Good ol’ fashioned querying. My agent is Mackenzie Brady at Sheedy Literary. I actually got her on a different book (a paranormal ghost story that is currently in the abyss of Maybe Someday But Not Now). I could go into a nice long rave about how awesome my agent is, but then I’d get pelted with jealousy-bullets, and I don’t have a lead vest with me.
How long did you query before landing your agent?
My querying process was excruciatingly ideal when I got Mackenzie. I was only querying for about a month when she offered, and letmetellyou, Younger Author Sara kind of hates That Author Sara for getting it so easy. Mackenzie was my second agent; when I got my first agent back in the day, I queried for months. Months and months. And before I queried that book, I queried every other book I wrote on its own, and nearly lost myself under piles of rejection letters over the course of years. There is a weird kind of thrill to querying though, no matter how sucky it is. The thrill of possibility that just can’t be matched (except maybe with submissions, which is its own kind of suck).
Any advice to aspiring writers out there on conquering query hell?
I said it before, but I’ll say it again – keep moving forward. You got a rejection? That’s GREAT! It means you tried. You got rejectionS? That’s even MORE awesome, because it means you KEPT trying. This industry rewards those who persevere. If you want this, really want this, then don’t you dare stop. Even if all you want to do is stick a knife through your laptop. First of all, laptops are expensive. Don’t do that. Second of all, pick yourself up, dust yourself off, and tell yourself you want this more than the rejection hurts. If you don’t root for yourself, who will?
How did it feel when you saw your sale announcement?
I had a hard time SEEING my book sale because of all the tears. When my agent called with the news, I was able to keep it together pretty well through the phone call, but once I hung up I burst into tears. Ugly tears. Sobbing, coughing, blubbering tears. So when the email with the contract details came through, I could barely form coherent sentences, let alone read words on the computer screen. I have a feeling the same will happen when I first see SLA on a shelf in a bookstore.
How much input do you have on cover art?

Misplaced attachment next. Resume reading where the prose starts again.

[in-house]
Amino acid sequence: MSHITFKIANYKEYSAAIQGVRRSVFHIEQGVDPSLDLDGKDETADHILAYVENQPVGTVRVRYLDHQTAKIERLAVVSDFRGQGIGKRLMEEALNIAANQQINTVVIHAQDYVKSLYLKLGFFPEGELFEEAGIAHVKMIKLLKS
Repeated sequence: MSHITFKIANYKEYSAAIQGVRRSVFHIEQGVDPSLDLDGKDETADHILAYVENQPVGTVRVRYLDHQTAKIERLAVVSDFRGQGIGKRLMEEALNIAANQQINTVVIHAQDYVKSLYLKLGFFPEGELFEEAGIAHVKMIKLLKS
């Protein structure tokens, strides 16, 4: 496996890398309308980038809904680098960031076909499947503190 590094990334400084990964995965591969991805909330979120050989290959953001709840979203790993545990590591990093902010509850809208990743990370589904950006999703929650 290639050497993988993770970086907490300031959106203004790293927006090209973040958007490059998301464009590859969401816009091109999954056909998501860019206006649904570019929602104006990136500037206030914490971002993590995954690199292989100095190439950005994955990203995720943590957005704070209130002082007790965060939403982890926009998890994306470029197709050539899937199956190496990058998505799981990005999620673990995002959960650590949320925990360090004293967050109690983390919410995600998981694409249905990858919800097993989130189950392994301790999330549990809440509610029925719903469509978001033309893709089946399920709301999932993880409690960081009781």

I’m still pretty early in the process to be involved with cover art. Not that I haven’t thought about it. My aforementioned Pinterest obsession attests to just how much I’ve thought about it. If any of Balzer + Bray’s cover artists are reading this, I have 400+ pins of ideas I’d like to run past you.
What's something you learned from the process that surprised you?
Though there are parts that aren’t so much fun, it IS as good as I imagined. Better, even.
How much of your own marketing do you?
When I finally sold, my inner marketing-nerd went “*cracks knuckles* I got this.” I have a blog and Twitter, and those are really the only marketing venues I use (I have a Facebook fan page, but I’m a recovering Facebook Addict going on four years sober). I recently started a Join the Blizzard campaign in which I give away season-themed goodies the first day of every season now until SLA’s launch next fall. The closer it gets, the more I’ll do, and boy, am I pumped to get to it. I feel like I had my marketing side bottled up all those years of querying/submitting, and now that I have a product to sell, I’m all over it.
When do you build your platform? After an agent? Or should you be working before?
It’s never too early! I know a lot of people who have HUGE followings already and aren’t agented. The trick is to find the venue that works for you. If you hate Twitter, it’ll show, and people will be less inclined to follow you. Even if you aren’t particularly talented at any certain social media outlet, don’t lose heart – believe it or not, there ARE still quite a few authors who don’t have online presences. It helps, but it’s not necessary.
Do you think social media helps build your readership?
Nice segue! I think it can definitely be a beneficial tool, but it isn’t a make-or-break thing – if social media isn’t for you, don’t force it. The biggest thing that builds readership is still and always will be word of mouth. Sure, you can build up a good following on Twitter/Blogger/Goodreads and develop some word of mouth spreadage, but for the most part it happens organically.